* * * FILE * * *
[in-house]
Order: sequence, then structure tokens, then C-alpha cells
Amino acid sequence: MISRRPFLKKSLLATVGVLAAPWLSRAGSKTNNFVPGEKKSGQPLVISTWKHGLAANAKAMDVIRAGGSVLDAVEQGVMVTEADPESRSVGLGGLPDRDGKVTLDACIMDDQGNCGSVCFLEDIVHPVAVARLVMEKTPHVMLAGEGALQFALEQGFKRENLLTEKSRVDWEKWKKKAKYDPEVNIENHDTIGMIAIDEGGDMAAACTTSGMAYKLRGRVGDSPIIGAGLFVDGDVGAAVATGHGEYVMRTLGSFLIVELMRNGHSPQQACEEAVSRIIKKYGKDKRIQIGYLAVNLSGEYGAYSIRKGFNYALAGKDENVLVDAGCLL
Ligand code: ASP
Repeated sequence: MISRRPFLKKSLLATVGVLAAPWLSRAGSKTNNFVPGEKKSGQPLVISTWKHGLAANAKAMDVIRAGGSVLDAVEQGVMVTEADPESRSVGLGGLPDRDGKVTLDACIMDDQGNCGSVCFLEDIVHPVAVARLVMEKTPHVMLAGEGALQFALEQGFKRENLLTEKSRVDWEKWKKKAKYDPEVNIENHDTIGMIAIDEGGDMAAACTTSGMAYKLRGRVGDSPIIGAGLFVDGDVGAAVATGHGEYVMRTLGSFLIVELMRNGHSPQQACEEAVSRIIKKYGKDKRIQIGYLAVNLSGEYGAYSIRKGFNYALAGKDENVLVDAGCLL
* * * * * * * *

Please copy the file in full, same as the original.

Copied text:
[in-house]
Order: sequence, then structure tokens, then C-alpha cells
Amino acid sequence: MISRRPFLKKSLLATVGVLAAPWLSRAGSKTNNFVPGEKKSGQPLVISTWKHGLAANAKAMDVIRAGGSVLDAVEQGVMVTEADPESRSVGLGGLPDRDGKVTLDACIMDDQGNCGSVCFLEDIVHPVAVARLVMEKTPHVMLAGEGALQFALEQGFKRENLLTEKSRVDWEKWKKKAKYDPEVNIENHDTIGMIAIDEGGDMAAACTTSGMAYKLRGRVGDSPIIGAGLFVDGDVGAAVATGHGEYVMRTLGSFLIVELMRNGHSPQQACEEAVSRIIKKYGKDKRIQIGYLAVNLSGEYGAYSIRKGFNYALAGKDENVLVDAGCLL
Ligand code: ASP
Repeated sequence: MISRRPFLKKSLLATVGVLAAPWLSRAGSKTNNFVPGEKKSGQPLVISTWKHGLAANAKAMDVIRAGGSVLDAVEQGVMVTEADPESRSVGLGGLPDRDGKVTLDACIMDDQGNCGSVCFLEDIVHPVAVARLVMEKTPHVMLAGEGALQFALEQGFKRENLLTEKSRVDWEKWKKKAKYDPEVNIENHDTIGMIAIDEGGDMAAACTTSGMAYKLRGRVGDSPIIGAGLFVDGDVGAAVATGHGEYVMRTLGSFLIVELMRNGHSPQQACEEAVSRIIKKYGKDKRIQIGYLAVNLSGEYGAYSIRKGFNYALAGKDENVLVDAGCLL